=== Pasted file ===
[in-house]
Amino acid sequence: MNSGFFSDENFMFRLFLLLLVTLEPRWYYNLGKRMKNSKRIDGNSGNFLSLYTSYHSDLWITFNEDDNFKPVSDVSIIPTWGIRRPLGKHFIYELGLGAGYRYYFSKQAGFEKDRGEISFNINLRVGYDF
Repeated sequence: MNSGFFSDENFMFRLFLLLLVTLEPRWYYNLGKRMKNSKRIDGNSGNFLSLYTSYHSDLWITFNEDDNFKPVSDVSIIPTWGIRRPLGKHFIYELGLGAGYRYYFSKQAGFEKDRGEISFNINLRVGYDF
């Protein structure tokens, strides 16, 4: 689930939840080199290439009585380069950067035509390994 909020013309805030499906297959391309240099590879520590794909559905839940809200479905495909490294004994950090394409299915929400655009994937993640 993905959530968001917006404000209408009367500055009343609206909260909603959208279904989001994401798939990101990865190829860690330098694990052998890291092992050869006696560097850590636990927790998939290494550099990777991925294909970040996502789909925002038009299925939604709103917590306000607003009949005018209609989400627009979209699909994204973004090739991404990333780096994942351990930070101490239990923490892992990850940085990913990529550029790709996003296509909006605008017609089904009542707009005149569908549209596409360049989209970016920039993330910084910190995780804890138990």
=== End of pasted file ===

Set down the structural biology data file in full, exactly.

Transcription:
[in-house]
Amino acid sequence: MNSGFFSDENFMFRLFLLLLVTLEPRWYYNLGKRMKNSKRIDGNSGNFLSLYTSYHSDLWITFNEDDNFKPVSDVSIIPTWGIRRPLGKHFIYELGLGAGYRYYFSKQAGFEKDRGEISFNINLRVGYDF
Repeated sequence: MNSGFFSDENFMFRLFLLLLVTLEPRWYYNLGKRMKNSKRIDGNSGNFLSLYTSYHSDLWITFNEDDNFKPVSDVSIIPTWGIRRPLGKHFIYELGLGAGYRYYFSKQAGFEKDRGEISFNINLRVGYDF
């Protein structure tokens, strides 16, 4: 689930939840080199290439009585380069950067035509390994 909020013309805030499906297959391309240099590879520590794909559905839940809200479905495909490294004994950090394409299915929400655009994937993640 993905959530968001917006404000209408009367500055009343609206909260909603959208279904989001994401798939990101990865190829860690330098694990052998890291092992050869006696560097850590636990927790998939290494550099990777991925294909970040996502789909925002038009299925939604709103917590306000607003009949005018209609989400627009979209699909994204973004090739991404990333780096994942351990930070101490239990923490892992990850940085990913990529550029790709996003296509909006605008017609089904009542707009005149569908549209596409360049989209970016920039993330910084910190995780804890138990």